Hindukush Trails runs regular trips to these festivals with private "home stays", to get to know more of the people and their culture and a chance to taste traditional local cuisines which you miss out while staying in hotels.
We organize package tours to all festivals in different regions of Pakistan.
Afghan Hindukush Pamir & Wakhan Nuristan
 Since 1997 each year, Hindukush Trails did extensive exploration in the Afghan Pamirs and Hindukush, right into Wakhan and Badhkashan. Route maps ( when non exited ) were sketched out for own use with extensive details, these are now useful for the benefit of others who followed.
Mountains dominate most of the landscape of Afghanistan with more than 49 percent of the total land area lying above 2,000 meters.
In the north on the Wakhan corridor the Pamirs merge into the Hindukush , where they are still being born, still thrusting up at the rate of something like two-and-a-half inches a year. Yet in the very moment of their birth, they are dying, for the ranges to the southeast are rising even faster and each year are blocking off more and more of their already inadequate rainfall, converting their already barren slopes to desert. This is one of the bleakest and least-known corners of the world , remote, mysterious and at one time, dubbed ‘the third pole’. The Pamir mountains, which Afghans refer to as the 'Roof of the World," extend into Tajikistan, China and the Karakorums. In Wakhan these mountains are rounded domes, divided by high, wide valleys which are very nearly as desolate as the peaks that surround them.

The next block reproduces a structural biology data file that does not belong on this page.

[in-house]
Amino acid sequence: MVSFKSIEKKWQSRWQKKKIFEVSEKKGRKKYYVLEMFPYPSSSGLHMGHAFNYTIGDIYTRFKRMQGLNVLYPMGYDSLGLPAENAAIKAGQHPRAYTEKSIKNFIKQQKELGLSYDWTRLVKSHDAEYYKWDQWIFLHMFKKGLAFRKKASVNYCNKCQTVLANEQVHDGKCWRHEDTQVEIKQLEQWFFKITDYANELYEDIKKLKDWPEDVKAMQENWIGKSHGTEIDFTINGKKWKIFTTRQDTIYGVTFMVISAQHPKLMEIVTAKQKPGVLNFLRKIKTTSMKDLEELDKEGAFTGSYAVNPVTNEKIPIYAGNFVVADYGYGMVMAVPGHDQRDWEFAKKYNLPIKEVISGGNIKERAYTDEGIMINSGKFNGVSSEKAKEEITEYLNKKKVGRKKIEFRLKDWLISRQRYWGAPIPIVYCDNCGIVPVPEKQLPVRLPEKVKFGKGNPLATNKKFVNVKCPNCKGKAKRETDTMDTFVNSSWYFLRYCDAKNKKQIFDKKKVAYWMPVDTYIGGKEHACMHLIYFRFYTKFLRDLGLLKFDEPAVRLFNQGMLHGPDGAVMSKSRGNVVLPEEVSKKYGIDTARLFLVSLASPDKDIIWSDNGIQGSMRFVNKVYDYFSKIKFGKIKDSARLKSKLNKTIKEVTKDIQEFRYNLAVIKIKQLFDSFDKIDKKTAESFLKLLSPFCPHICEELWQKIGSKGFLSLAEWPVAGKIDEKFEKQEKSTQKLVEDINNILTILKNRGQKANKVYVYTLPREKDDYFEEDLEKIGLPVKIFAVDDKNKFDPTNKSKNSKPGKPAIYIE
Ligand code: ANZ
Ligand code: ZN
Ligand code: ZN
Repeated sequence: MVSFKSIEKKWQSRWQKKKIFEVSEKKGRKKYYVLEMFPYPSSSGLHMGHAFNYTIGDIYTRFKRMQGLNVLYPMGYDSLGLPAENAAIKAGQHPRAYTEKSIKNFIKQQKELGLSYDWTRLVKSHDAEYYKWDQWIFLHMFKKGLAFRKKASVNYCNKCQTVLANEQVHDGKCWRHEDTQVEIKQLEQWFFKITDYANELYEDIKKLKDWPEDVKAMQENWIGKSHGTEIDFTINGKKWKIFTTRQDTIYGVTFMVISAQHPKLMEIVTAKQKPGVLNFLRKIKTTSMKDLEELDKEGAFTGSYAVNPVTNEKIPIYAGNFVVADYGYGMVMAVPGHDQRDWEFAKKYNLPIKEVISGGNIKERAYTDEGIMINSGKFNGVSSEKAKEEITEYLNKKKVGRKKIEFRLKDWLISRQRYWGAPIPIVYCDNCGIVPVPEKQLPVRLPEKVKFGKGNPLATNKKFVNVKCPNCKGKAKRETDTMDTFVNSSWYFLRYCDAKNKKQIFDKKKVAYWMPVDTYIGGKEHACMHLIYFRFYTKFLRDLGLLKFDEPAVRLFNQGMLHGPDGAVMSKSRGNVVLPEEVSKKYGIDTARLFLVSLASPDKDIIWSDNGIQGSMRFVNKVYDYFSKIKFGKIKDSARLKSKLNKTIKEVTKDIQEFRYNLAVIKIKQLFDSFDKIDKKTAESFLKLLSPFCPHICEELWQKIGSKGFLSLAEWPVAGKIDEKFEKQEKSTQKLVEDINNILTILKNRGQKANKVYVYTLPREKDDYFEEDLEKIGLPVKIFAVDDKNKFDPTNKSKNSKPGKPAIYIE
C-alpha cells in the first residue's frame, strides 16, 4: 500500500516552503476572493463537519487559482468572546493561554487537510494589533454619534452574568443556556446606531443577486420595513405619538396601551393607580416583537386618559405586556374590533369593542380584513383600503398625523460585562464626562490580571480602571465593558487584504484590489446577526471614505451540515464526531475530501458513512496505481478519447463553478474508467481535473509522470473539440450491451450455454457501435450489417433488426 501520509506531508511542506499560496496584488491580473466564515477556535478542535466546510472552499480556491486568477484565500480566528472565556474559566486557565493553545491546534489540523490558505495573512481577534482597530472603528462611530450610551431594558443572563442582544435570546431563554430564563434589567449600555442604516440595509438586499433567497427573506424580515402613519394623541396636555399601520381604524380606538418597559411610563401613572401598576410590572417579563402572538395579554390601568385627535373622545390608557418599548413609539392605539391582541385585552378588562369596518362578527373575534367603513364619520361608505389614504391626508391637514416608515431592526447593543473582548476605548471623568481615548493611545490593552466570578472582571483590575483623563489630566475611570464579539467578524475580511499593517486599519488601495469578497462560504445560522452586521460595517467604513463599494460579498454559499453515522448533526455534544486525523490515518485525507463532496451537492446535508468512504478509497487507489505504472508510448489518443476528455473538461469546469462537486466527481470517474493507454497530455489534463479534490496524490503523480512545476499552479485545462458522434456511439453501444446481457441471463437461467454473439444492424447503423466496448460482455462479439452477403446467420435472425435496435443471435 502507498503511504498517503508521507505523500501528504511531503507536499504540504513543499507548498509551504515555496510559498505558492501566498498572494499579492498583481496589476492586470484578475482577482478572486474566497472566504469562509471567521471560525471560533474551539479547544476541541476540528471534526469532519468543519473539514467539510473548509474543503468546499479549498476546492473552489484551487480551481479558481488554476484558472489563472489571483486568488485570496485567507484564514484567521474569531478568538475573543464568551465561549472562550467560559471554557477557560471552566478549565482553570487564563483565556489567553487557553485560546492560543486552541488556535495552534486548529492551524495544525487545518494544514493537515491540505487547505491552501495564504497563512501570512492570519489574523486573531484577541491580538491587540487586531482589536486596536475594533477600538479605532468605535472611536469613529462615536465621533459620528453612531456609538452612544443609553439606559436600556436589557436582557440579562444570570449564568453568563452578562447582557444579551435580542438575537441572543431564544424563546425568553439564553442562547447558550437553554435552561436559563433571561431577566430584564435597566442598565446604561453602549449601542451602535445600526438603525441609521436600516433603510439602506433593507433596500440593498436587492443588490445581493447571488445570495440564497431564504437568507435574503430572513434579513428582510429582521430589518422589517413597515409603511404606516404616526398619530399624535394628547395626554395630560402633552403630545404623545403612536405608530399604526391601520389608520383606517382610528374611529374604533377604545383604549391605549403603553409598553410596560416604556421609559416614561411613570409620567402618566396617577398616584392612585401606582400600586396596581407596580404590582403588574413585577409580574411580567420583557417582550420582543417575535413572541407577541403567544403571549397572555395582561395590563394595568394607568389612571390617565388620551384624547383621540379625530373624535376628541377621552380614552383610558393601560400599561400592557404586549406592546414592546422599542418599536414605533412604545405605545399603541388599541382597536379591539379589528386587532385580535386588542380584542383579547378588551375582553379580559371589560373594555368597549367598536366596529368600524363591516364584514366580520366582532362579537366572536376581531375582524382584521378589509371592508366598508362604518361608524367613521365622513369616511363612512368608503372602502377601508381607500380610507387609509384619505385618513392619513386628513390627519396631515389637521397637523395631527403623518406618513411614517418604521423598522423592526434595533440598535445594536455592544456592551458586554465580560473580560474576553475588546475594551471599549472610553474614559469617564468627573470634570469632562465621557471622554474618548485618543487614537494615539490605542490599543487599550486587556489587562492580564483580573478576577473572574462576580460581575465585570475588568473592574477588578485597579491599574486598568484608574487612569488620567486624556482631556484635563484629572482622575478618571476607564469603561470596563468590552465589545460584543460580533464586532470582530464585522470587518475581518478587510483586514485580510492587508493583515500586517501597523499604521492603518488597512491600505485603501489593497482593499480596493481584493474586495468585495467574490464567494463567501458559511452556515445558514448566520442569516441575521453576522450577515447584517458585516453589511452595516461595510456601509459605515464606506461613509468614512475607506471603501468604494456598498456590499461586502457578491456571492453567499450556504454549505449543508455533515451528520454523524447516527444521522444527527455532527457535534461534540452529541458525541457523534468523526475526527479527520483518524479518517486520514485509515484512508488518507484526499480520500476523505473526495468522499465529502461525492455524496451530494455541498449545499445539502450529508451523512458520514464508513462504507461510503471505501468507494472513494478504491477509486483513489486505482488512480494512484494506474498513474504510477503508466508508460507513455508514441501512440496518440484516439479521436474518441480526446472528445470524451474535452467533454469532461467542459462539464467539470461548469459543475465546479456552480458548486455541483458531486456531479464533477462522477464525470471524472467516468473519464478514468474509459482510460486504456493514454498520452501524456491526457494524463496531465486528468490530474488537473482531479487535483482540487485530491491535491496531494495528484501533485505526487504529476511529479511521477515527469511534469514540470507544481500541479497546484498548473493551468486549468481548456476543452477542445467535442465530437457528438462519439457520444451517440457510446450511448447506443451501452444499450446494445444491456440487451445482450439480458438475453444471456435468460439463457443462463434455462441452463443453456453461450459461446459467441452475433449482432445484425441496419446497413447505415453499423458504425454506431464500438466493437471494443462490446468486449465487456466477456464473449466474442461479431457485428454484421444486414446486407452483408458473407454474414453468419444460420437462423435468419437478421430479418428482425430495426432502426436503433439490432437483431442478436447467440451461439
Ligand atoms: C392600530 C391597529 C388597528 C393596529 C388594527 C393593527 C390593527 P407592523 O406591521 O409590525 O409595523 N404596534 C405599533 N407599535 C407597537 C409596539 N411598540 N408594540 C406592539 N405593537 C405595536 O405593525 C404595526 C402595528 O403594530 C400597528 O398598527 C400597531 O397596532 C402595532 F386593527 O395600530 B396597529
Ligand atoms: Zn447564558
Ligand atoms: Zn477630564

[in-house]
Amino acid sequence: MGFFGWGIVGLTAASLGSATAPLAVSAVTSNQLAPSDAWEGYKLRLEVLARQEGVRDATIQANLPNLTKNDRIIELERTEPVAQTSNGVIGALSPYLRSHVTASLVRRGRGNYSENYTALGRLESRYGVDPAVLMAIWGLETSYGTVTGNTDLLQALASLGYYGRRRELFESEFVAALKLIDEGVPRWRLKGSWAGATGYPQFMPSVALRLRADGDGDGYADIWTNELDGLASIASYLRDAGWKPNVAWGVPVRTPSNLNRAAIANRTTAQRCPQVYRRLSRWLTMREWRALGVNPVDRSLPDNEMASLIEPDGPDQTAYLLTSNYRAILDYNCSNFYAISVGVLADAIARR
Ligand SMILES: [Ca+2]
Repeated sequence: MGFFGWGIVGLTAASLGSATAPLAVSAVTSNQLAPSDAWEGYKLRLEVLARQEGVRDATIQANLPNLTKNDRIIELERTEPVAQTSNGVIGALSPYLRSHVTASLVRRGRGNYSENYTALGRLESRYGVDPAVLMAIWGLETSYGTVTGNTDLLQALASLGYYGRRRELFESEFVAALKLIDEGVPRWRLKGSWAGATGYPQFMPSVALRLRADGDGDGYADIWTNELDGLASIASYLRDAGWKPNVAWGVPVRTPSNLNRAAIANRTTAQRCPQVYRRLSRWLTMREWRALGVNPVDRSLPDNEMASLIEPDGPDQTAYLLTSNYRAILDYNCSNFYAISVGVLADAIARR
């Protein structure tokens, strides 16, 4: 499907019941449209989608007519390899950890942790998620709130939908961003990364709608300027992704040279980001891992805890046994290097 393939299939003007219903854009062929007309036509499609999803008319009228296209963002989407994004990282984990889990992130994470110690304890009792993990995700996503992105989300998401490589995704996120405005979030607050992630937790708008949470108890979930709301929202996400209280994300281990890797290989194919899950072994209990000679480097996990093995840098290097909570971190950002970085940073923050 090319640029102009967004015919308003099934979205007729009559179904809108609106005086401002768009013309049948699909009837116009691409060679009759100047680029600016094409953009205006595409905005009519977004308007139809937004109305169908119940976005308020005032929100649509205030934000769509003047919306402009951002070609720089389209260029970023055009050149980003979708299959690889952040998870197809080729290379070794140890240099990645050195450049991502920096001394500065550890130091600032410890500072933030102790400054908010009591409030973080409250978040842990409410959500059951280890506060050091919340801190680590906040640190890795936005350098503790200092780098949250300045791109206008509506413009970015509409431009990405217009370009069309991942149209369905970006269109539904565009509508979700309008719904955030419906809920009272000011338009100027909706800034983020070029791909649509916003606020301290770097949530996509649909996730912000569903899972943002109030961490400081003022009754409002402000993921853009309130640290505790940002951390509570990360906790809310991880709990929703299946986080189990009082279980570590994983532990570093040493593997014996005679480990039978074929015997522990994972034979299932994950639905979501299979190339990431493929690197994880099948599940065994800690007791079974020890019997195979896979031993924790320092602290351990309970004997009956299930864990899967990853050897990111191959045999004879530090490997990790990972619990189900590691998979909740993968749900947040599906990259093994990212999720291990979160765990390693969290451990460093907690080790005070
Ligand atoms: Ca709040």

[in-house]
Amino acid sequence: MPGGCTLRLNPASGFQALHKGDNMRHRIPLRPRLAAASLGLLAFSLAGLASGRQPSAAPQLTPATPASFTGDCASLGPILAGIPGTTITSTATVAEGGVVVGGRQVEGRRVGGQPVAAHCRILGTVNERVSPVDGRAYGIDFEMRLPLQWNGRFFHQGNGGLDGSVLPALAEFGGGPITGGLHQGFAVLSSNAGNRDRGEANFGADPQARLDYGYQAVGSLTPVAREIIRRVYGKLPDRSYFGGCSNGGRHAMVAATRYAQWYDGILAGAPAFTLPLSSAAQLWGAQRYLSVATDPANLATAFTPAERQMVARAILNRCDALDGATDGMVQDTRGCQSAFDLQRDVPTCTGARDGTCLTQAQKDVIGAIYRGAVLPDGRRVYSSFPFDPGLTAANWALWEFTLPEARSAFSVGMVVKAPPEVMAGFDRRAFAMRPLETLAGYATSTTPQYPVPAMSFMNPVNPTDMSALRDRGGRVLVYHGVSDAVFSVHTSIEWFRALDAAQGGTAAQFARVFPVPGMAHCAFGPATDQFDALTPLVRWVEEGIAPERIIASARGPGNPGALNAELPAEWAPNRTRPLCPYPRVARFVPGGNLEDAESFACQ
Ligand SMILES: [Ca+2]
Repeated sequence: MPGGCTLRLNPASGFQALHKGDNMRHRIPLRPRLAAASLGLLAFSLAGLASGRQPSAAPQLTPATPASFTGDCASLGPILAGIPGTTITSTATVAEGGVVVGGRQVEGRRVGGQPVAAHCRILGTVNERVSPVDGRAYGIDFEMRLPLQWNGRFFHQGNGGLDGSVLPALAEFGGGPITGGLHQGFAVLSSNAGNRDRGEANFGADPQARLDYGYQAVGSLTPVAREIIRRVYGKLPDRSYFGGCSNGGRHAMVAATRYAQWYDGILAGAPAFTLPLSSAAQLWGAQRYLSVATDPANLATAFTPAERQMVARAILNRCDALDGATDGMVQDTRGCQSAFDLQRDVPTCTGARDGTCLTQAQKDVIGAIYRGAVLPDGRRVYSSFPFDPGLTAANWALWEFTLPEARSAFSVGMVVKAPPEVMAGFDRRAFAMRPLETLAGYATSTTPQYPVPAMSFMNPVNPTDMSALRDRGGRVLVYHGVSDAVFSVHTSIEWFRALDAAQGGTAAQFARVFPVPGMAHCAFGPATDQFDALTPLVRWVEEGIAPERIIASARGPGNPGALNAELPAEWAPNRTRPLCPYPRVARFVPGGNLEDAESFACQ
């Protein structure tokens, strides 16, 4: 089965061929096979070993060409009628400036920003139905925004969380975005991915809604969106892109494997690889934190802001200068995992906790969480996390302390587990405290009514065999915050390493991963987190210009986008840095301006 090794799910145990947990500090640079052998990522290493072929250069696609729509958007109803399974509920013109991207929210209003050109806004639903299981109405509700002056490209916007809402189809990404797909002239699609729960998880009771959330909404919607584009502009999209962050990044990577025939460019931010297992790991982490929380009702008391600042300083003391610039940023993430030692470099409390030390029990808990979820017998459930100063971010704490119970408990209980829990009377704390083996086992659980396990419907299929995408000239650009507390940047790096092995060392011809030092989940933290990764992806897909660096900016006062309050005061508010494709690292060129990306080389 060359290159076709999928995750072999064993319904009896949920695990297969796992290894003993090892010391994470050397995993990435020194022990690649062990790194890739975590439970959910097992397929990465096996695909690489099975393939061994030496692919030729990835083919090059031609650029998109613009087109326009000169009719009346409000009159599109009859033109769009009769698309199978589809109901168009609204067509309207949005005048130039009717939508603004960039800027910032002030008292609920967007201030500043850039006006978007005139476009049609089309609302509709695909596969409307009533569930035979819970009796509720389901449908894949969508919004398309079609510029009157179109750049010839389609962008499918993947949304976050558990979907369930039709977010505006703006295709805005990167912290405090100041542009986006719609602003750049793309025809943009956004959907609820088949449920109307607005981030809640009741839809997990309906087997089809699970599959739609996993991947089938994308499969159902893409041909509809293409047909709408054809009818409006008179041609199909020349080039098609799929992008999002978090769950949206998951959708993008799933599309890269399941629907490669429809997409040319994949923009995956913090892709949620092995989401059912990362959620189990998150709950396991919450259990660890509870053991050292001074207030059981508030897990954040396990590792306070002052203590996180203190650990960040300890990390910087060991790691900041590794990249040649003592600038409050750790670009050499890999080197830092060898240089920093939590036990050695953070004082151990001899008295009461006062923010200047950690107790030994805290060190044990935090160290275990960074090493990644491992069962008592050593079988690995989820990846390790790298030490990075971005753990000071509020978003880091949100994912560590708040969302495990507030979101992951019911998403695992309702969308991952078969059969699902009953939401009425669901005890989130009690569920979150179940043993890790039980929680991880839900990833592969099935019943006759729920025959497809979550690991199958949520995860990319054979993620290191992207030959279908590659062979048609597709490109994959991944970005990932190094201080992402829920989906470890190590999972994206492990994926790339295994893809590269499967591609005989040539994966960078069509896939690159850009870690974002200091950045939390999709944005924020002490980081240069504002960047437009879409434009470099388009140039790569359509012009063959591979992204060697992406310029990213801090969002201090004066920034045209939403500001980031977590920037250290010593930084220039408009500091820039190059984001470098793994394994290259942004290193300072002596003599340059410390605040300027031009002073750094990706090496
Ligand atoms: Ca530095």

Although geographers differ on the division of these mountains into systems, they agree that the Hindukush system, the most important, is the westernmost extension of the Pamir Mountains, the Karakorum Mountains and the Himalayas. The Hindukush mountain peaks in the eastern part of the country reach more than 7,000 meters. The highest of these is Noshaq at 7,485 meters.